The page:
I'll Be Home For Christmas: Traveling With Our Troops
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You know your holiday week is on course when your planes are delayed or canceled due to nasty travel conditions, a tradition many of us reluctantly embrace year after year. But such is the joy of the season, we all deal with it, and, exhausted, we finally reach those we love with some gifts that are slightly dinged in transit, a few fraying strands of good humor, and a huge sense of relief.
This year, however, air travel was particularly gruesome, with airports intermittently shutting down or re-routing most mid-western flights due to what airline attendants and customer service assistants called "weather" -- as in, "due to weather, our Omaha flight is landing in St. Louis." By midnight, December 18th, in most cases, flights were canceled or so significantly postponed that airlines had to assist "distressed passengers" (the industry's term for the unlucky) find refuge for the night. Older travelers and families with young children and early teens raced to local hotels for a shower and a handful of quiet hours during which came either a semi-sound sleep or a brilliant, devious plot to end the stressful journey. The more youthful demographics, the tightly-budgeted, and new starter clans slept across seats and floors in designated airline waiting areas, smartly choosing a little discomfort over what potentially would be re-enacted scenes from Steve Martin's, John Candy's and John Hughes' Trains, Planes & Automobiles.
In the morning, after a short rest, the hotel-pampered passengers exhaustedly lined-up for continental breakfasts of barely-brewed coffee (and nothing else), airport shuttles and taxis, and yet another dose of security screenings. Then, blending-in with the airport's temporary residents, the herd staggered zombie-like through terminal food courts and bookstores as they bravely faced a new day of cancellations, postponed flight times, endless gate changes, and missed connections. What kept people going was the belief that, regardless of the "weather," they finally would make it to their destinations. Maybe.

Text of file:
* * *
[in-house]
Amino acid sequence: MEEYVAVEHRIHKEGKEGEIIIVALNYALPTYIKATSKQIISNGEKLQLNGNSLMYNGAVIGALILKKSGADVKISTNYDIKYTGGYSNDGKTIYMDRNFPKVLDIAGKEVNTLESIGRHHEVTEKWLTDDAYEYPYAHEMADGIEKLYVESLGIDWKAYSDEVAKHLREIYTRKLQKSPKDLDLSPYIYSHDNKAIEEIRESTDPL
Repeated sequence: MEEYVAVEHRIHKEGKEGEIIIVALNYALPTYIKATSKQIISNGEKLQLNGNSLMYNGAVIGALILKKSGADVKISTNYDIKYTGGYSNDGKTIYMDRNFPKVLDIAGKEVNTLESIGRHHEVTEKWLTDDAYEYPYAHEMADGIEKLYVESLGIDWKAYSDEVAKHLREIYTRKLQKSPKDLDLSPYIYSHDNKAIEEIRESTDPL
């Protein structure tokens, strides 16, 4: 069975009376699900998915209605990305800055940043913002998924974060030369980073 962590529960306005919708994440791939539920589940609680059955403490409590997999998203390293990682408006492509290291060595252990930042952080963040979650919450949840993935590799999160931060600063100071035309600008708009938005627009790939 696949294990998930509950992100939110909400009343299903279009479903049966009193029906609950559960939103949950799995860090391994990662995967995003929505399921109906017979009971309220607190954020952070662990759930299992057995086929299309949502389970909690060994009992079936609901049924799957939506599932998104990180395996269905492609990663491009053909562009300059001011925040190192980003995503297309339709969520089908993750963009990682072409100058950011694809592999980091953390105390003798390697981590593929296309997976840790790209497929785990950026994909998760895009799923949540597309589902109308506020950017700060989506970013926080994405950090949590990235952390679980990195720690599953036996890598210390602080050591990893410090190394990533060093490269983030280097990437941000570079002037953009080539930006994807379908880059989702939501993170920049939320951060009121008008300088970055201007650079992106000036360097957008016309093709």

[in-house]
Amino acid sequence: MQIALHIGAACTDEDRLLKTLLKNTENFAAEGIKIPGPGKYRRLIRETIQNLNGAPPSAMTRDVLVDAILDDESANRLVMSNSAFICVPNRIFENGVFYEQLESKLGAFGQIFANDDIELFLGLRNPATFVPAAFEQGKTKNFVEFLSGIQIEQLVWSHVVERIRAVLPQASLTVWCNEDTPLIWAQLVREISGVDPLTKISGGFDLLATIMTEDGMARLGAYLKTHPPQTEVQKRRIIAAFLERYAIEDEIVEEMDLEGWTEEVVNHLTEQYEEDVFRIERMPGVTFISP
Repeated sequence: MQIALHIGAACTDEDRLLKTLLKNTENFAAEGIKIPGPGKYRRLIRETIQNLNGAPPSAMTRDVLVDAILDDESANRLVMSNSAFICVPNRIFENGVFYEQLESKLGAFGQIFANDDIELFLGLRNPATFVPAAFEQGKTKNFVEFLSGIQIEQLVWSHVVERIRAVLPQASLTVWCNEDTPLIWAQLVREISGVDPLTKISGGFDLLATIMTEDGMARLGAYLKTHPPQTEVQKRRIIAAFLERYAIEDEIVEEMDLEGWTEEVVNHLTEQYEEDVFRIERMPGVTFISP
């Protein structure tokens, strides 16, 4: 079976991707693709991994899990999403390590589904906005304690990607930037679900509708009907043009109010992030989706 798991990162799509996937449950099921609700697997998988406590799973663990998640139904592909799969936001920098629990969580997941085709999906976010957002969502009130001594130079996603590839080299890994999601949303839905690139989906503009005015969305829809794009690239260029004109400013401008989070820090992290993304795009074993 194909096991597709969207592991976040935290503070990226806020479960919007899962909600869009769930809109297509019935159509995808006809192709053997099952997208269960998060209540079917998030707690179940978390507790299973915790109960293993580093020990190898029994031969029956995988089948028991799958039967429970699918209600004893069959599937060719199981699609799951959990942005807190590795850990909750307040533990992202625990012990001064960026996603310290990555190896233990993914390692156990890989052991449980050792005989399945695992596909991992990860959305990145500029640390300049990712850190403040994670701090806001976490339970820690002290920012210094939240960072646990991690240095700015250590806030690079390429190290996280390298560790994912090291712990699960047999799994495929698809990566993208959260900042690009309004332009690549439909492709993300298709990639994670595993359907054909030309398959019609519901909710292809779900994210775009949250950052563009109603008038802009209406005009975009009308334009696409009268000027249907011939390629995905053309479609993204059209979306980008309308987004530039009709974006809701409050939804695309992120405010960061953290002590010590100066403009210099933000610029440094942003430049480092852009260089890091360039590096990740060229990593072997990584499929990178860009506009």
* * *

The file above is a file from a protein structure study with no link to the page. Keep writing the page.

But another breed of traveler suddenly joined the masses, one that positively changed the general mood of things. Groups of soldiers in training or those back from a tour of duty in Iraq or Afghanistan also killed time wandering the airport's now-chaotic pathways and people movers. Actually, out of St. Louis alone, 6500 soldiers from Forts Leonardwood, Campbell and Knox triangulated the airport and began their odyssey home, those destinations spanning from Smallvilles to Metropolis' across the country. Groups or pairs of young men and women wearing slightly modernized grey-green, digital checker-patterned fatigues traversed the terminals, their rowdiness being spontaneous, disciplined and brief; their camaraderie, especially after spending virtually every waking and sleeping hour together for months on end, was obvious and admirable, and a little surprising considering. And as snow and ice was strangling air travel further, this crowd already was on holiday with virtually nothing capable of dimming their festiveness. Their enthusiasm was noticeably contagious.
Time seemingly suspended like a Twilight Zone episode, it was mainly middle-aged men that initially approached soldiers with names like Tyrell, Kyle, Zack, etc., either sharing stories of their own adventures in the military or thanking the much-younger servicemen and women for their work. Middle-aged women, especially those with impressionable children, cutely mothered the male troops and passed on stories about deceased military family members, hometown gossip, and an impromptu recipe or three to take home to their moms. That triggered stories by the soldiers that ranged from their personal achievements such as overseeing troubled youth wilderness programs and helping to raise a late-sister's family, to county concerns like the Noxon and Cogent plant closings or hops farms being sold by Anheuser Busch to a Belgian investor. The conversation continued, re-focused on thirteen hound dogs, cougar hunting, building snow forts, and what it was like to have been a defensive tackle on the University of Montana's football team. And they even spent a little time educating the civilians on military protocol and their speedtalk acronyms (i.e. PT is physical training, AKO is Army Knowledge Online -- a site for service members to check out what's new, placements, etc.).